Exploring those mysterious, underlying forces fueling a writing life

Rejection sucks.

You sift through line after line of not just the story, but the cover letter, the synopsis, the query.   You revise, then revise again, and again.  You google the agent/editor and read every entry to find out what she likes and dislikes.   You carefully follow the guidelines, ensure the font and margins are exact.

You offer this creation to the publishing gods.

And it’s not good enough.

Rejection sucks.

Sometimes the reason for the rejection is something that is not in your power to control.  The agent/editor may already have a similar project in the works, your query may have been lost in the jungle of the slush pile, or your main character’s name is Tad and the editor may have had some unpleasant experiences involving a toilet bowl and a thug named Tad in high school.

Whatever the reason, you are not supposed to take it personally.

Yeah, right.

It is your blood, your sweat, your tears, your ink stain that will never come off your favorite purple shirt.

What can you do to lift yourself out of your sinking mud of despair?

I turn to Anne Lamott and her book, Bird by Bird:

“Hope begins in the dark, the stubborn hope that if you just show up and try to do the right thing, the dawn will come.  You wait and watch and work; you don’t give up.”

I remind myself of the day I explained the publishing process to a group of elementary students.   During the rejection part, one student blurted out this fascinating tidbit: Dr. Seuss was rejected 92 times before he published And to Think I Saw it on Mulberry Street (it was actually 27 times, but who’s counting?)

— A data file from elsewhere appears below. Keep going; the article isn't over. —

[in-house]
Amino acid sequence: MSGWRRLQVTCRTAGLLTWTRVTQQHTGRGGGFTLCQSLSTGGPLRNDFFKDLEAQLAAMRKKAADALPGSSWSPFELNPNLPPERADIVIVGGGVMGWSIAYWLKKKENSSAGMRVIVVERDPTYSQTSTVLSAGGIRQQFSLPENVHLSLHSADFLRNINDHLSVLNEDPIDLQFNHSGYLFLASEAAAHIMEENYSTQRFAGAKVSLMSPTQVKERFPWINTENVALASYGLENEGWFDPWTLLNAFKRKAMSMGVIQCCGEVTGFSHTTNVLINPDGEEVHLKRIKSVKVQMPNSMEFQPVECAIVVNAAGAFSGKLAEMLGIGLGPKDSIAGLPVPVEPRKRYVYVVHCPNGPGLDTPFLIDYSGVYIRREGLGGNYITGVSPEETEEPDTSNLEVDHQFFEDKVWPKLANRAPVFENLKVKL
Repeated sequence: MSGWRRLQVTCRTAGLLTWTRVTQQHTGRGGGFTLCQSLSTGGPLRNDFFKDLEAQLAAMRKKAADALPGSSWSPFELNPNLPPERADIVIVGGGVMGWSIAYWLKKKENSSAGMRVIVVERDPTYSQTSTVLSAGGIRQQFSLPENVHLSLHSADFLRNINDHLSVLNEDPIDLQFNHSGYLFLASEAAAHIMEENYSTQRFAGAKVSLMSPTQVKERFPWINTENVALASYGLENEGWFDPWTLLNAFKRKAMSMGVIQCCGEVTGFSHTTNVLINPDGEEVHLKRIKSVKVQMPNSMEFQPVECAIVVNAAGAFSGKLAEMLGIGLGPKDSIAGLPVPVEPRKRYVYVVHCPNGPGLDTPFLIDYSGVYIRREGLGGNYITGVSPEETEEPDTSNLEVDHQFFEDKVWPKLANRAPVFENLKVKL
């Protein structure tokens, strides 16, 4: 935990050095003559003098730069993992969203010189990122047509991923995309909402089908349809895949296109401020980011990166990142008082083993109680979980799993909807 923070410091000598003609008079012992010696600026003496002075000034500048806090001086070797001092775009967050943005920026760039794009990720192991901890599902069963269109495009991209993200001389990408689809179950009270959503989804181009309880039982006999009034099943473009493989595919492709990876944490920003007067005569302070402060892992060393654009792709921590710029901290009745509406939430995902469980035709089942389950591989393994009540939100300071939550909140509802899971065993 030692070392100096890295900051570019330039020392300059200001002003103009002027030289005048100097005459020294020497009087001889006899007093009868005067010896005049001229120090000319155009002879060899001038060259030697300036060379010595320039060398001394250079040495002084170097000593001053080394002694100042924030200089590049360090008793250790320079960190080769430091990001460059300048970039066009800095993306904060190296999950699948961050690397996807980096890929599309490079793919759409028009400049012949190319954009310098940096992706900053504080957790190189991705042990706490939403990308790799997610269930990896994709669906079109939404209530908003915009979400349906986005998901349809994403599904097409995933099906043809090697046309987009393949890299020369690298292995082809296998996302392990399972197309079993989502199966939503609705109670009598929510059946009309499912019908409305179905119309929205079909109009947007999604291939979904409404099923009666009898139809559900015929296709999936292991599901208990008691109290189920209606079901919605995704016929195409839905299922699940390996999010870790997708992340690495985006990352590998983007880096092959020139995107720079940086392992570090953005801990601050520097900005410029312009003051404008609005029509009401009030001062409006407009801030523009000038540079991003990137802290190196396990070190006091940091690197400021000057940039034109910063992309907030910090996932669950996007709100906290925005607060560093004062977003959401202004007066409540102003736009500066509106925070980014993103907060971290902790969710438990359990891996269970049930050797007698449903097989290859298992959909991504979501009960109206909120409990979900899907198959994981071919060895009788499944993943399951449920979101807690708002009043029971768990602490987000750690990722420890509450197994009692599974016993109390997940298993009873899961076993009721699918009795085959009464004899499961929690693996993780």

So now here I am, waiting, watching, and working… towards those 92 rejections.  So far I have three.

Guess I have a long way to go…


Comments on: "Rejection sucks." (5)

  1. Three rejections by three soon-to-be sorry editors that didn’t see how talented you really are. Don’t worry. Somewhere out there is an editor with high standards and a love for a finely crafted sentence. I have no doubt that your success is imminent!

  2. Ugh! Sometimes it feels like you’re playing the lottery, doesn’t it? However, just like the lottery, you can’t win if you don’t play. I know you won’t give up, because you really are that great of a writer. All you need is staying power, and it will happen for you!
    But having said all that positive stuff, I agree: rejection sucks!!
    Want to see how I handle it? http://nancytandon.blogspot.com/2012/02/5-tips-for-handling-rejection.html

    • michmanning said:

      Thanks! I needed that! 🙂

      • Jill Dailey said:

        “A bird doesn’t sing because it has an answer, it sings because it has a song.”
        ― Maya Angelou
        You will see the pub day, your writer’s voice is strong. We will join you for a stroll singing by the library, in the streets, in the bookstore. And I bet there will be a tree that laughs with us!

  3. Hey sis! All I know is i really enjoyed your work in progress. Do not bend it to fit THEM. It was not something I would have picked up off the shelf but I can’t wait til the next edition. Some of the most famous authors did not become famous until after they were gone. Ya I don’t want you to become famous too late!! Keep pluggin. Maybe try sending ur book to some authors? Maybe someone will read it and have the same reaction I did…More please!!!! and go to bat for you. Rejection sucks…but it does mean that you tried! You can’t strike out unless you step to the plate…and sometime…that one time…u swing and the ball goes out of the park…I have two home runs in my life…one was inside the park when I was 10. The other was two years ago and I hit it dead center center field…Swing Batter!!!

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